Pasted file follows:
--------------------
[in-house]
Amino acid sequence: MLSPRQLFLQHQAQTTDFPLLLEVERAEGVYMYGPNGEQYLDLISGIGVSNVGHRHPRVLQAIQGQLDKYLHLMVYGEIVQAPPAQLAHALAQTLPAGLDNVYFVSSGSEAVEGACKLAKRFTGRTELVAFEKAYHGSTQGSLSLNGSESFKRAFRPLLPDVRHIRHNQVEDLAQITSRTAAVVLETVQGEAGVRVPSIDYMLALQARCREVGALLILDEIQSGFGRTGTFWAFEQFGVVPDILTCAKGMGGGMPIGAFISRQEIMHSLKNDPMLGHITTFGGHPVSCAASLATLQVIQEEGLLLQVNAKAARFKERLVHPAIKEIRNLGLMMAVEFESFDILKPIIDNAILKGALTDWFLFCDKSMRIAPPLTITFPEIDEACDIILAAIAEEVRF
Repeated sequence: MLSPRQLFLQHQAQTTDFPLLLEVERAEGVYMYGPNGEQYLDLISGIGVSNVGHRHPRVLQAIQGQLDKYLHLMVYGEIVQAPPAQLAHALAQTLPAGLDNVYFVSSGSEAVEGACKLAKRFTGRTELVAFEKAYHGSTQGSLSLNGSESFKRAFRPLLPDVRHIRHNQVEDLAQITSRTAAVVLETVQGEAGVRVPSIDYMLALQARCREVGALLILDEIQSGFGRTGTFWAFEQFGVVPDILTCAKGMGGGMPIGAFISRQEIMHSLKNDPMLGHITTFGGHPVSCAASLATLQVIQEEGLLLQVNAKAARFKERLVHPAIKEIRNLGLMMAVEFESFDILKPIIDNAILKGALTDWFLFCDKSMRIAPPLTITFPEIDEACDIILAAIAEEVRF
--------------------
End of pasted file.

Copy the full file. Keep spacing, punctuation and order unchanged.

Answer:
[in-house]
Amino acid sequence: MLSPRQLFLQHQAQTTDFPLLLEVERAEGVYMYGPNGEQYLDLISGIGVSNVGHRHPRVLQAIQGQLDKYLHLMVYGEIVQAPPAQLAHALAQTLPAGLDNVYFVSSGSEAVEGACKLAKRFTGRTELVAFEKAYHGSTQGSLSLNGSESFKRAFRPLLPDVRHIRHNQVEDLAQITSRTAAVVLETVQGEAGVRVPSIDYMLALQARCREVGALLILDEIQSGFGRTGTFWAFEQFGVVPDILTCAKGMGGGMPIGAFISRQEIMHSLKNDPMLGHITTFGGHPVSCAASLATLQVIQEEGLLLQVNAKAARFKERLVHPAIKEIRNLGLMMAVEFESFDILKPIIDNAILKGALTDWFLFCDKSMRIAPPLTITFPEIDEACDIILAAIAEEVRF
Repeated sequence: MLSPRQLFLQHQAQTTDFPLLLEVERAEGVYMYGPNGEQYLDLISGIGVSNVGHRHPRVLQAIQGQLDKYLHLMVYGEIVQAPPAQLAHALAQTLPAGLDNVYFVSSGSEAVEGACKLAKRFTGRTELVAFEKAYHGSTQGSLSLNGSESFKRAFRPLLPDVRHIRHNQVEDLAQITSRTAAVVLETVQGEAGVRVPSIDYMLALQARCREVGALLILDEIQSGFGRTGTFWAFEQFGVVPDILTCAKGMGGGMPIGAFISRQEIMHSLKNDPMLGHITTFGGHPVSCAASLATLQVIQEEGLLLQVNAKAARFKERLVHPAIKEIRNLGLMMAVEFESFDILKPIIDNAILKGALTDWFLFCDKSMRIAPPLTITFPEIDEACDIILAAIAEEVRF